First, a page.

Health for Granted

Years ago, way back in 2004 I had an opportunity of a lifetime to meet and speak with the Dali Lama in Bodh Gaya, India. It’s an experience I will never forget and one that has shaped my life and how I try to live it. I was engaged at the time of our meeting, but had not yet joined the parenthood journey. It’s amazing how God prepares you for what life may bring. During my exchange with the Dali Lama, I asked him what we need in life and he gave me a list of three things, but I am trying to save some for my book, so I will only share one thing he told me; health. He said people take good health for granted and my how right he is.

For the past three weeks my family has been plagued either one at a time or all together with numerous illnesses. From the flu, to allergies, to ear infections, it seems like someone has been sick everyday. I have spent hundreds of dollars on copays, prescriptions, old school remedies, juice, water and pedialyte. I have been plagued with exhaustion from late nights and long days. I was at my wits end of runny noses, itchy eyes, tummy aches, vomiting and hacking coughs and had started to complain. I don’t like complainers and I don’t like to complain and in the midst of one of my down moments I heard the voice of the Dali Lama telling me directly not to take health for granted.

At that moment I became grateful, grateful for our illnesses being temporary; grateful for financial resources to pay for my babies copays and medicine, thankful for the ability to purchase fresh fruits and vegetables and locally produced honey for hot tea. I am grateful for a flexible schedule that allowed me to stay home with my babies most of the time. I am thankful my mother was close enough to watch my sick babies when there was something I couldn’t re-arrange. I am so thankful for our dear friends the Andersons coming to my house while I was at urgent care with my daughter and making a big pot of gumbo for us. I am thankful for a partner that took turns and was in the grind with me giving breathing treatments and holding barf bags in the middle of the night and the list goes on and on and on.

Now, maybe it’s psychological but seems to me my gratefulness was simultaneous with their recovery. Within 24 hours, my house and the people in it were on the mend. Fevers were down, mucus stopped flowing and appetites picked up. And after the dust began to clear it was time to do some major disinfecting. As my whole family joined in to clean, I couldn’t help but smile because in the midst of a short sick spell, I was reminded not to take our health for granted.

So three weeks later there are a few lingering coughs and stubborn stuffy noses, but for the most part all is well and once again life has reminded me to be grateful and thankful for our support system and I will try my best not to lose sight of the importance of maintaining overall good health.

Dali Lama


He asked me to dance

Each month I visit the local library and pick up a calendar events. I peruse it and make a mental note of all the wonderful free activities they have that I should take advantage of and I seldom get around to making any of them. So this month, I was determined to put the bedtime story telling night on my calendar.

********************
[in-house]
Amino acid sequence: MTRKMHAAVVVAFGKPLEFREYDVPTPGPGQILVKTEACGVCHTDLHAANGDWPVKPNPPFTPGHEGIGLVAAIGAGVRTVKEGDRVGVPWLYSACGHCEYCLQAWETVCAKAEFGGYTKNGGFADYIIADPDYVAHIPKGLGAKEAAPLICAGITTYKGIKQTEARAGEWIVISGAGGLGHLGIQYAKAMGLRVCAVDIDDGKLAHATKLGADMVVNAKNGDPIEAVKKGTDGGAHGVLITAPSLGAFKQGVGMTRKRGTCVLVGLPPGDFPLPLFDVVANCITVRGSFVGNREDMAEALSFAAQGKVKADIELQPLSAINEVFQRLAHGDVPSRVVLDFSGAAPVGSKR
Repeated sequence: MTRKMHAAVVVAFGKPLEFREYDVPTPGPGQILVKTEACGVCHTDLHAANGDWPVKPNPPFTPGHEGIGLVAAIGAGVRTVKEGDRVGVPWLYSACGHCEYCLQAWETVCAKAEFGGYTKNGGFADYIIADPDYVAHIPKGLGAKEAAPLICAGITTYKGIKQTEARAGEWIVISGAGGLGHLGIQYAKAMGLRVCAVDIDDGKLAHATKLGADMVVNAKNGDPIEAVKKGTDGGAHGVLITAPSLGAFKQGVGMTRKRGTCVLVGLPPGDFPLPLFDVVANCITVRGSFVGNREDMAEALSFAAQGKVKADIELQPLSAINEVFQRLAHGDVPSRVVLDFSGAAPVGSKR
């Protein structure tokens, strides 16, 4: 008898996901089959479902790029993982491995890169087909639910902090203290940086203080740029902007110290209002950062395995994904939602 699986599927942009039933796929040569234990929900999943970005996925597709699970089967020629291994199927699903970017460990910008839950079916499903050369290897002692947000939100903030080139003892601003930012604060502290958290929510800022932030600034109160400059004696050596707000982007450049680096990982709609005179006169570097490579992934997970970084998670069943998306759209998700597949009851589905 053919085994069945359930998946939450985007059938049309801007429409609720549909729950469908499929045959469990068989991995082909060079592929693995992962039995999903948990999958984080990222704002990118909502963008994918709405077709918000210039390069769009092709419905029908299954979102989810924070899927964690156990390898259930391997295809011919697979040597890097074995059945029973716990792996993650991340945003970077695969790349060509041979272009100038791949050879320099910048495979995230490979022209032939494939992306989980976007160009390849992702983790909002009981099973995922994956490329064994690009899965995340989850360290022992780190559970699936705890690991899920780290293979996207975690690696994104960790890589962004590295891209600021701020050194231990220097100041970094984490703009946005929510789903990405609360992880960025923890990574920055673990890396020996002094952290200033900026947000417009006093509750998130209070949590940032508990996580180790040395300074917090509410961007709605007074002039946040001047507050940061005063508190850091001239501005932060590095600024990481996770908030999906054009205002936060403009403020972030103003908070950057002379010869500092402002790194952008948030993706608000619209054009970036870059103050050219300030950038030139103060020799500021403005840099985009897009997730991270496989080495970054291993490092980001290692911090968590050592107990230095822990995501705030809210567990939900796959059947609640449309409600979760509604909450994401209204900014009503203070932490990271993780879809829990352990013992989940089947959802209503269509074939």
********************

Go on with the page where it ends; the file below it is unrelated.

Now I must say I was little concerned because as much as I thought my toddlers would enjoy an opportunity to wear pajamas out in public, it didn’t start until 7 and our bedtime is 7:30 p.m. I kept contemplating if Baby G would hold up. At 16-months, he is very regimented and will go upstairs by himself at bedtime if I am not moving fast enough. Plus, storytelling didn’t begin until 7 and then I had to come home give baths and prepare for school on Friday, we’re talking close to 9 p.m. before lights out.

With all this negative internal noise, I decided not to worry about any of it and pack them up and figure the rest out later and man am I glad I did. We arrived about 5 minutes late and the first story had already begun. When we walked in we joined about six other children and their parents. So apparently, I am not alone in not taking advantage of free library events.

We pick a corner and the children spread out. To my chagrin, I quickly find out that it’s not cool to sit on your momma’s lap during public story hour. They each grab a mat and face the storyteller. As always I’m amazed at my youngest imitating his sister’s every move.  The crowd is small enough that I feel comfortable giving them their space. For the next 20 minutes they listen to different stories about snow and winter.  Then it’s time to dance to a slow “sleepy” song. The girls in the audience grab hands and make a circle and I find my son trying to figure out what he should do. Instead of breaking up their circle he peruses all the mommies standing on the sidelines alone and not dancing, chooses one, walks over to her and extends his hand asking her to dance. The entire room, myself included join in a harmonious “awwww.”

So for the next minute my son dances with a stranger and then without notice he drops her hands and walks to me and asks me to dance. Man, do I love this kid and these moments. It’s a constant reminder that I was born to be a mommy. As for the storytelling time, my children had a ball and I would definitely recommend it.

Yes, bedtime was later than usual that night, but lifelong memories were created.